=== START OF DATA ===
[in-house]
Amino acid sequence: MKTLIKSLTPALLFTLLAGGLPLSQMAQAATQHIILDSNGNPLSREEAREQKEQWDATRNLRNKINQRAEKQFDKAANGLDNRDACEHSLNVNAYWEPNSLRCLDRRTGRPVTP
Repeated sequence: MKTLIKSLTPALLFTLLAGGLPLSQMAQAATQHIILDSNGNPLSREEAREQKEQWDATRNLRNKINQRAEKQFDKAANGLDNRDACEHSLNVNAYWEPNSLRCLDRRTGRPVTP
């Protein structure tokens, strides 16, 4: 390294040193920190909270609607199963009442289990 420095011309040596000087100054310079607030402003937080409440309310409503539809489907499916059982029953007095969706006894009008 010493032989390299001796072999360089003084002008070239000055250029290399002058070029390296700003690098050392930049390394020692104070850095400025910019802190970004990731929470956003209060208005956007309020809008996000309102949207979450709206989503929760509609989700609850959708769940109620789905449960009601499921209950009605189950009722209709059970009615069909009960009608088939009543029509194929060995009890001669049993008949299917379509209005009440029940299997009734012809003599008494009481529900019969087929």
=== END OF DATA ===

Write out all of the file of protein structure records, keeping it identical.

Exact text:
[in-house]
Amino acid sequence: MKTLIKSLTPALLFTLLAGGLPLSQMAQAATQHIILDSNGNPLSREEAREQKEQWDATRNLRNKINQRAEKQFDKAANGLDNRDACEHSLNVNAYWEPNSLRCLDRRTGRPVTP
Repeated sequence: MKTLIKSLTPALLFTLLAGGLPLSQMAQAATQHIILDSNGNPLSREEAREQKEQWDATRNLRNKINQRAEKQFDKAANGLDNRDACEHSLNVNAYWEPNSLRCLDRRTGRPVTP
């Protein structure tokens, strides 16, 4: 390294040193920190909270609607199963009442289990 420095011309040596000087100054310079607030402003937080409440309310409503539809489907499916059982029953007095969706006894009008 010493032989390299001796072999360089003084002008070239000055250029290399002058070029390296700003690098050392930049390394020692104070850095400025910019802190970004990731929470956003209060208005956007309020809008996000309102949207979450709206989503929760509609989700609850959708769940109620789905449960009601499921209950009605189950009722209709059970009615069909009960009608088939009543029509194929060995009890001669049993008949299917379509209005009440029940299997009734012809003599008494009481529900019969087929």